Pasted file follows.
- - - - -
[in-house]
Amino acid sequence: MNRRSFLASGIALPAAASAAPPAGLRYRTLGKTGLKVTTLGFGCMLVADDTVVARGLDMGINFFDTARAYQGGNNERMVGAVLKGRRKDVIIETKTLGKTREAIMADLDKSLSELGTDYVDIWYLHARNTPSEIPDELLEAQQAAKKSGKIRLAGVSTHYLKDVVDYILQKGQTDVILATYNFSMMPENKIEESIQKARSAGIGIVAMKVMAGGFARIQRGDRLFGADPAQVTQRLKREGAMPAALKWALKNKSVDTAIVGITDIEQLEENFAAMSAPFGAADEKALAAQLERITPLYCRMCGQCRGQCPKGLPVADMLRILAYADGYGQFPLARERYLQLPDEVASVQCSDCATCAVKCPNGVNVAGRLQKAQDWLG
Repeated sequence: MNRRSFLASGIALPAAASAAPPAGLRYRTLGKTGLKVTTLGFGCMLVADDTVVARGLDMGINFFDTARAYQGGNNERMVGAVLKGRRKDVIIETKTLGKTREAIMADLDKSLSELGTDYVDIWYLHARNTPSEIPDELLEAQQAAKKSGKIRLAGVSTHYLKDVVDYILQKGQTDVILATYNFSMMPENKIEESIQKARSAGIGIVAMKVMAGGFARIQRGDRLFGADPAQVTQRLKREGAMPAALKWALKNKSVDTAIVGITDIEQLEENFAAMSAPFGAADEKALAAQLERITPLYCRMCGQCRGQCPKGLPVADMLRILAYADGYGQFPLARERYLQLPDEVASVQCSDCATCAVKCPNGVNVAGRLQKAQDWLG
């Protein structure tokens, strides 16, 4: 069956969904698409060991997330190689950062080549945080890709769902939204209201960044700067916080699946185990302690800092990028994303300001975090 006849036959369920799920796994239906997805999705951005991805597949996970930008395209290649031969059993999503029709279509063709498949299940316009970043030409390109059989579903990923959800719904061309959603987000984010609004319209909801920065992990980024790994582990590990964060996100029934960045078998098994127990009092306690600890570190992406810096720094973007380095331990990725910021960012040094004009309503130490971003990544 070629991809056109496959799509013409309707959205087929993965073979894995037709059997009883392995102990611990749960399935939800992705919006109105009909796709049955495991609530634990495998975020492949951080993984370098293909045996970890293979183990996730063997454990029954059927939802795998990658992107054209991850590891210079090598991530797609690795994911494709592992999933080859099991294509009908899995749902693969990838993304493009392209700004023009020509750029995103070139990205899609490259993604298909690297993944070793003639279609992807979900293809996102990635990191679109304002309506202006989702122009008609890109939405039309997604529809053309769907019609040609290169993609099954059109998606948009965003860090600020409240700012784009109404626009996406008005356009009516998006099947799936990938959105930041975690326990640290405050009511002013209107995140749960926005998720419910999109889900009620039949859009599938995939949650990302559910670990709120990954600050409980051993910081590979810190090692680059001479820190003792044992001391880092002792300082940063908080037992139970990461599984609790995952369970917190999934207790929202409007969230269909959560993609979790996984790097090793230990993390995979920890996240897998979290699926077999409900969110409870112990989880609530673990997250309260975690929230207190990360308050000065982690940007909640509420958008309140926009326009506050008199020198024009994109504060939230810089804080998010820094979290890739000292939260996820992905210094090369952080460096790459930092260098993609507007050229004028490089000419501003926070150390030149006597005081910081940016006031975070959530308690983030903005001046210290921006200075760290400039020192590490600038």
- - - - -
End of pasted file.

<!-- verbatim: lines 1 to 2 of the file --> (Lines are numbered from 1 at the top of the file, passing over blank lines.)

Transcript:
[in-house]
Amino acid sequence: MNRRSFLASGIALPAAASAAPPAGLRYRTLGKTGLKVTTLGFGCMLVADDTVVARGLDMGINFFDTARAYQGGNNERMVGAVLKGRRKDVIIETKTLGKTREAIMADLDKSLSELGTDYVDIWYLHARNTPSEIPDELLEAQQAAKKSGKIRLAGVSTHYLKDVVDYILQKGQTDVILATYNFSMMPENKIEESIQKARSAGIGIVAMKVMAGGFARIQRGDRLFGADPAQVTQRLKREGAMPAALKWALKNKSVDTAIVGITDIEQLEENFAAMSAPFGAADEKALAAQLERITPLYCRMCGQCRGQCPKGLPVADMLRILAYADGYGQFPLARERYLQLPDEVASVQCSDCATCAVKCPNGVNVAGRLQKAQDWLG